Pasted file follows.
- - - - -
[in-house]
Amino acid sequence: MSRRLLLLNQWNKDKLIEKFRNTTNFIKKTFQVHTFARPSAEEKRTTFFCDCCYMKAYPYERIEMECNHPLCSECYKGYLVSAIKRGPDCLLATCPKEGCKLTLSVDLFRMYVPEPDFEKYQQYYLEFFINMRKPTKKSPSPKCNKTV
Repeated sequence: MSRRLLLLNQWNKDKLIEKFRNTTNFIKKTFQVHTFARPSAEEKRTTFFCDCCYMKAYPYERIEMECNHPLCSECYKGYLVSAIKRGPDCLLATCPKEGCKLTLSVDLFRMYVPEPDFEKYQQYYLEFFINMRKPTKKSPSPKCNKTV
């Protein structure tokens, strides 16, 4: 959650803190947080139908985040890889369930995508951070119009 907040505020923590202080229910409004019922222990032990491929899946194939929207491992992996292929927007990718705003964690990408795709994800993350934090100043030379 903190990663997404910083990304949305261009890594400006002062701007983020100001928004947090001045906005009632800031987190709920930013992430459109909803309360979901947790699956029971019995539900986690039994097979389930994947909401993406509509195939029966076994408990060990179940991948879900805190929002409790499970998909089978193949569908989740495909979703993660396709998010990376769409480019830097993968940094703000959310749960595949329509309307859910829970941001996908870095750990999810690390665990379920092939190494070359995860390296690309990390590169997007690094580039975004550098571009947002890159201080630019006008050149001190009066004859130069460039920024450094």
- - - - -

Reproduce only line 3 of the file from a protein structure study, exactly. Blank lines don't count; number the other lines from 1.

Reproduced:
Repeated sequence: MSRRLLLLNQWNKDKLIEKFRNTTNFIKKTFQVHTFARPSAEEKRTTFFCDCCYMKAYPYERIEMECNHPLCSECYKGYLVSAIKRGPDCLLATCPKEGCKLTLSVDLFRMYVPEPDFEKYQQYYLEFFINMRKPTKKSPSPKCNKTV